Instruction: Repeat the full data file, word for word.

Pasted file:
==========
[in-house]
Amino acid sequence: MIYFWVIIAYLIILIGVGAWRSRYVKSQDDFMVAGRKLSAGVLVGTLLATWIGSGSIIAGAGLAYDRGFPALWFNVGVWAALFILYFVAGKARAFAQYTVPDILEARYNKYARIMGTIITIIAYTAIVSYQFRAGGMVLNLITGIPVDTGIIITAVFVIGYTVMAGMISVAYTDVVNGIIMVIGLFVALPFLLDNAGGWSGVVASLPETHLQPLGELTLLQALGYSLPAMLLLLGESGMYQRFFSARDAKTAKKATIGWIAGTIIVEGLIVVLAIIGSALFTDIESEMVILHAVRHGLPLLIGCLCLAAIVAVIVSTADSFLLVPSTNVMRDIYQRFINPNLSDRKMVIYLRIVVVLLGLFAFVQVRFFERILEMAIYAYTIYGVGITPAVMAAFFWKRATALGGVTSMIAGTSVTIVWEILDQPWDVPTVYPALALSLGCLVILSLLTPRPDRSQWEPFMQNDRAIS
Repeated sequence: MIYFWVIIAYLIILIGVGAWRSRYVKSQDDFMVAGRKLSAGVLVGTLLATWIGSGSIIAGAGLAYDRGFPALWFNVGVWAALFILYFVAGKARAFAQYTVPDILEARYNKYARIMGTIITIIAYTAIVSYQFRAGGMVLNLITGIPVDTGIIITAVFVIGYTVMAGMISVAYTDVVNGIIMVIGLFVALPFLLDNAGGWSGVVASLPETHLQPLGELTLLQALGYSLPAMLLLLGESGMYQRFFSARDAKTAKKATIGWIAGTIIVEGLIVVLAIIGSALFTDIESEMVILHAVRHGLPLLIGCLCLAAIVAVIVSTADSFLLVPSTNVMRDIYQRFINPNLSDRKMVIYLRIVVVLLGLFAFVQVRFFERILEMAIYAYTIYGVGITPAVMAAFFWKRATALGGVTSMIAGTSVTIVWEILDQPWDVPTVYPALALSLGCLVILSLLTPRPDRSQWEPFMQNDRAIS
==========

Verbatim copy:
[in-house]
Amino acid sequence: MIYFWVIIAYLIILIGVGAWRSRYVKSQDDFMVAGRKLSAGVLVGTLLATWIGSGSIIAGAGLAYDRGFPALWFNVGVWAALFILYFVAGKARAFAQYTVPDILEARYNKYARIMGTIITIIAYTAIVSYQFRAGGMVLNLITGIPVDTGIIITAVFVIGYTVMAGMISVAYTDVVNGIIMVIGLFVALPFLLDNAGGWSGVVASLPETHLQPLGELTLLQALGYSLPAMLLLLGESGMYQRFFSARDAKTAKKATIGWIAGTIIVEGLIVVLAIIGSALFTDIESEMVILHAVRHGLPLLIGCLCLAAIVAVIVSTADSFLLVPSTNVMRDIYQRFINPNLSDRKMVIYLRIVVVLLGLFAFVQVRFFERILEMAIYAYTIYGVGITPAVMAAFFWKRATALGGVTSMIAGTSVTIVWEILDQPWDVPTVYPALALSLGCLVILSLLTPRPDRSQWEPFMQNDRAIS
Repeated sequence: MIYFWVIIAYLIILIGVGAWRSRYVKSQDDFMVAGRKLSAGVLVGTLLATWIGSGSIIAGAGLAYDRGFPALWFNVGVWAALFILYFVAGKARAFAQYTVPDILEARYNKYARIMGTIITIIAYTAIVSYQFRAGGMVLNLITGIPVDTGIIITAVFVIGYTVMAGMISVAYTDVVNGIIMVIGLFVALPFLLDNAGGWSGVVASLPETHLQPLGELTLLQALGYSLPAMLLLLGESGMYQRFFSARDAKTAKKATIGWIAGTIIVEGLIVVLAIIGSALFTDIESEMVILHAVRHGLPLLIGCLCLAAIVAVIVSTADSFLLVPSTNVMRDIYQRFINPNLSDRKMVIYLRIVVVLLGLFAFVQVRFFERILEMAIYAYTIYGVGITPAVMAAFFWKRATALGGVTSMIAGTSVTIVWEILDQPWDVPTVYPALALSLGCLVILSLLTPRPDRSQWEPFMQNDRAIS